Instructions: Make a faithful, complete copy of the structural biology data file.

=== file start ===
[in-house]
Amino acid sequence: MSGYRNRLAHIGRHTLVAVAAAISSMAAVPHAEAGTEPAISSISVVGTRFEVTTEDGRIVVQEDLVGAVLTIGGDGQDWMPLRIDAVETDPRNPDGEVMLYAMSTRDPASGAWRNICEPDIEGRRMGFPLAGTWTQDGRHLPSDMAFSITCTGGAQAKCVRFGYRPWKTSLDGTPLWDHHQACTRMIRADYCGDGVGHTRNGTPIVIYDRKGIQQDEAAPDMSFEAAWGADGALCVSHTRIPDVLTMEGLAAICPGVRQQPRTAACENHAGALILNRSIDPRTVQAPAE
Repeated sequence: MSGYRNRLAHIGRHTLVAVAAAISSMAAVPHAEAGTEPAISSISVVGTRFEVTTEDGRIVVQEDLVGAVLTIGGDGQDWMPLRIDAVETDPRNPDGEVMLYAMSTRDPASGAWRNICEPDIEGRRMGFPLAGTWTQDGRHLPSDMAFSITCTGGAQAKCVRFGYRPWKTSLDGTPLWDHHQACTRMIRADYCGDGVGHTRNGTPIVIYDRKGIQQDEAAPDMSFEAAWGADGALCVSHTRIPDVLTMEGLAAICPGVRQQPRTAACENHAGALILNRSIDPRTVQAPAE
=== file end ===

[in-house]
Amino acid sequence: MSGYRNRLAHIGRHTLVAVAAAISSMAAVPHAEAGTEPAISSISVVGTRFEVTTEDGRIVVQEDLVGAVLTIGGDGQDWMPLRIDAVETDPRNPDGEVMLYAMSTRDPASGAWRNICEPDIEGRRMGFPLAGTWTQDGRHLPSDMAFSITCTGGAQAKCVRFGYRPWKTSLDGTPLWDHHQACTRMIRADYCGDGVGHTRNGTPIVIYDRKGIQQDEAAPDMSFEAAWGADGALCVSHTRIPDVLTMEGLAAICPGVRQQPRTAACENHAGALILNRSIDPRTVQAPAE
Repeated sequence: MSGYRNRLAHIGRHTLVAVAAAISSMAAVPHAEAGTEPAISSISVVGTRFEVTTEDGRIVVQEDLVGAVLTIGGDGQDWMPLRIDAVETDPRNPDGEVMLYAMSTRDPASGAWRNICEPDIEGRRMGFPLAGTWTQDGRHLPSDMAFSITCTGGAQAKCVRFGYRPWKTSLDGTPLWDHHQACTRMIRADYCGDGVGHTRNGTPIVIYDRKGIQQDEAAPDMSFEAAWGADGALCVSHTRIPDVLTMEGLAAICPGVRQQPRTAACENHAGALILNRSIDPRTVQAPAE